--The law's coverage of clothing is strengthened and is broadened considerably. For the first time, fabrics used in blankets, rugs, drapes, and upholstery will come under the law's protection. So will hats, gloves, and shoes.

--This bill will better protect us all from imported fabrics which do not meet American safety standards.

--It will give us new power to discover how and why these fabrics burn--how they can be made less flammable.

This law does not blacklist anyone. It won't put any reputable firm out of business. It will protect the honest manufacturer. But it will protect him from unscrupulous manufacturers and unscrupulous competition.

Above all, it does the one thing that ought to be the test of every law: It protects the American people.

Our 1967 countdown for consumers is underway.

A man was asking me last night about my grandfather and my father--and their political lives--and was saying, "Would you please point to certain things that you recall and that impressed you which you would like to have attached to their names?"

I tried to review some of the measures: the Blue Sky law my father had introduced, and the act to save the Alamo from being torn down--and some of the little things he told me as a boy.

Some day you folks are going to be old enough to be grandfathers, too. They are going to be asking you--your grandchildren, about "What did your grandfather do that you would like to have him remembered by?"

I can think of nothing that would give them greater pride than to save a little child from a burning blouse, or to save a widowed mother from paying 40 percent interest without knowing it, or from saving some housewife from buying meat with worms in it.

Those are the things that don't cost a lot of money--these consumer things.

Betty Furness' program gives you more for less expenditure than nearly anything I know of.

I am telling you, you had better get with it because the women in this country are going to insist on it. They are tired of eating diseased meat and seeing their babies burned up in blouses, and having pipelines break under their houses, in their streets, and across the country--when it can all be curbed, at least, if not completely avoided.

Our 1967 proposal, I believe, contained 12 consumer bills.

You hear a lot being said about the Congress. Some of our enemies--and this includes men in both parties--we don't want to get partisan--[laughter]--say it is a very bad Congress. Well, if they want to better it, they can pass some of these 12 bills that are up there.

We started with No. 12. That was the program for the year. I checked off No. 12 three weeks ago. I signed the product safety bill.

Then I checked off No. 11 last week. That was the clinical laboratories bill--part of the Partnership for Health Amendments.

Today, we are going to check off No. 10. That is the Flammable Fabrics Act.

Tomorrow, we are going to check off No. 9. That is the Wholesome Meat Act.

I am not saying anything about the rat bill. That has already been taken care of.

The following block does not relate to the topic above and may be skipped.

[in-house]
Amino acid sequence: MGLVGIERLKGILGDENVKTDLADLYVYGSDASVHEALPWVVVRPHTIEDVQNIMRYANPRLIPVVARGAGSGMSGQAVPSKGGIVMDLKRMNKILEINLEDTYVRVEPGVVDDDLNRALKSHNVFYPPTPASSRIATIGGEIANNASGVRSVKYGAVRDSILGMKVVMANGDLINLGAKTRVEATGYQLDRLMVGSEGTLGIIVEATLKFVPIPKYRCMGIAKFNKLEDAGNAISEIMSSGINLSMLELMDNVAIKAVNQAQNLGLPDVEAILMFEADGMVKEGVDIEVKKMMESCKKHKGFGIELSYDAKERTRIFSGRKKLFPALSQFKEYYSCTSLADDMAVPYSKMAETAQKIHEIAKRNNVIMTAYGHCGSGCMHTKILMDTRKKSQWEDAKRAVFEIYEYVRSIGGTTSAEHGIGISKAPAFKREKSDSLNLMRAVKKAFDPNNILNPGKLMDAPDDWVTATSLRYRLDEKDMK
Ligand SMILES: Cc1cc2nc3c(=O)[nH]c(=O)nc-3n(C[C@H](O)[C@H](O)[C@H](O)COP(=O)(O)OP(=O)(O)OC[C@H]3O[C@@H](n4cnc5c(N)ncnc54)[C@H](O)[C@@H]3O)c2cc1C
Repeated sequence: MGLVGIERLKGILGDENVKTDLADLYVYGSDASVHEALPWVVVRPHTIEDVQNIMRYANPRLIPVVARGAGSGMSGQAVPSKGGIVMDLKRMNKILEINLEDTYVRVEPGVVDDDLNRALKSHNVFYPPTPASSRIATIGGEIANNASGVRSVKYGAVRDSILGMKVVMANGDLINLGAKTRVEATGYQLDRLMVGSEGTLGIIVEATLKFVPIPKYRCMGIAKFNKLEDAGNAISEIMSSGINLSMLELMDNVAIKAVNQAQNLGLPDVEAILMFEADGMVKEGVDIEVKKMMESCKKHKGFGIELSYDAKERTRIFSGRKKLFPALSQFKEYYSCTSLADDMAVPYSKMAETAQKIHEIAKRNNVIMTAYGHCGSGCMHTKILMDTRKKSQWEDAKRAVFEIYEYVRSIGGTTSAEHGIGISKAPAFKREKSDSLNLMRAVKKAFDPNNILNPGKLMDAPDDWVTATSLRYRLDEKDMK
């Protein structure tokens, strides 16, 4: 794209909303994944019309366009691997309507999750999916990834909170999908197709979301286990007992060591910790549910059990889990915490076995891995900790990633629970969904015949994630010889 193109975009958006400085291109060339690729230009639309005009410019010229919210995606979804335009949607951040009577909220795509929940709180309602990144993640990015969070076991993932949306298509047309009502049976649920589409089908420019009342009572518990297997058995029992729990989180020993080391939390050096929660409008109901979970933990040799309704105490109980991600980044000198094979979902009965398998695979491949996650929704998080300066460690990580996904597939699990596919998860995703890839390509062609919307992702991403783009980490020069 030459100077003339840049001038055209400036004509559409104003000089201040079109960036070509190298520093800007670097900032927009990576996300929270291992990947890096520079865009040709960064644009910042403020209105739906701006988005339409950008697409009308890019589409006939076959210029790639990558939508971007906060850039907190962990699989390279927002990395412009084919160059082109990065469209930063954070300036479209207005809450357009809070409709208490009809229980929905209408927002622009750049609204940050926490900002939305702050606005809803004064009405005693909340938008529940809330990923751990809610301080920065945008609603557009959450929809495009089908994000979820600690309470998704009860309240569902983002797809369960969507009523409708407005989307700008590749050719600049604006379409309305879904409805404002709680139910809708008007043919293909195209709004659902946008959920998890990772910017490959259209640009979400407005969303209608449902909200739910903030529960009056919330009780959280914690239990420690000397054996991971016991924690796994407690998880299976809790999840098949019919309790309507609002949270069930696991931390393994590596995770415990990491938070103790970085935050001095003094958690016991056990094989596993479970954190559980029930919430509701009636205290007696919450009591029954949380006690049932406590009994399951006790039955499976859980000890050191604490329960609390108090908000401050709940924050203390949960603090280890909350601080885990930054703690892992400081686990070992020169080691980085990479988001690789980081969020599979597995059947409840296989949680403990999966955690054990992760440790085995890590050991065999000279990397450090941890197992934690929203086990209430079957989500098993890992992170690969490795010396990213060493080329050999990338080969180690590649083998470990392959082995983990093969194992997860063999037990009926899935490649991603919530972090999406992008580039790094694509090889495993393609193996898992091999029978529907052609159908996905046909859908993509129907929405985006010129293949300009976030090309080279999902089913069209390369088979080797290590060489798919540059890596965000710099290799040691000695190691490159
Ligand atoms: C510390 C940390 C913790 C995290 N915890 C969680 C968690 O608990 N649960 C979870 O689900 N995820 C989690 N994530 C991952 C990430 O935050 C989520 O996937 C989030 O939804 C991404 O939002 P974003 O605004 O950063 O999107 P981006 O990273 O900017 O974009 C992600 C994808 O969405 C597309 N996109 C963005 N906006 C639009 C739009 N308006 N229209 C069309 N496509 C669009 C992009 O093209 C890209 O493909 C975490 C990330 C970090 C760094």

That still leaves us No. 8--a truth-inlending bill. That has passed the Senate. That has passed certain steps in the House. We hope we can get it as soon as possible.

There is the gas pipeline safety bill that has passed the Senate and is pending in the House.

That gets us down to half a dozen or less. That is almost half--that is half, isn't it? A half a dozen is half of a dozen ! [Laughter]

But we just have half of the session--half of the Congress. This is just one session.

We hope the next session--elected next year---can get those others passed.

Our society is more prosperous and it is more complex than any the world has ever known. It has not altogether eliminated some of these avoidable dangers.

There are still some petty deceits that people normally practice in their trade. But it is up to good government--and it is up to our good common sense--to say that we must make every effort that we can that is legitimate to protect ourselves from these dangers and to protect ourselves from these deceits.

So this morning, I would like to say to the American people that we have much left to do. We haven't got all of these problems met by a long shot. But we are making progress.

Twelve, eleven, ten, nine, eight, and we will be down to six--and that is six more than we have ever acted on heretofore.

This is a good service. This helps to make this a good Congress. This shows, I think, that they are good men--in both good parties.

Thank you very much.

Note: The President spoke at 11:43 a.m. in the East Room at the White House. In his opening words he referred to Secretary of Health, Education, and Welfare John W. Gardner, Secretary of Commerce Alexander B. Trowbridge, Under Secretary of Health, Education, and Welfare Wilbur J. Cohen, Senator Warren G. Magnuson of Washington, and Representative Harley O. Staggers of West Virginia, Chairman of the Interstate and Foreign Commerce Committee of the House.

As enacted, the bill (S. 1003) is Public Law 90-189 (81 Stat. 568).

For remarks following the signing of other consumer bills referred to by the President, see Items 499, 520, 541. See also note to Item 575.

Lyndon B. Johnson, Remarks Upon Signing Bill Amending the Flammable Fabrics Act Online by Gerhard Peters and John T. Woolley, The American Presidency Project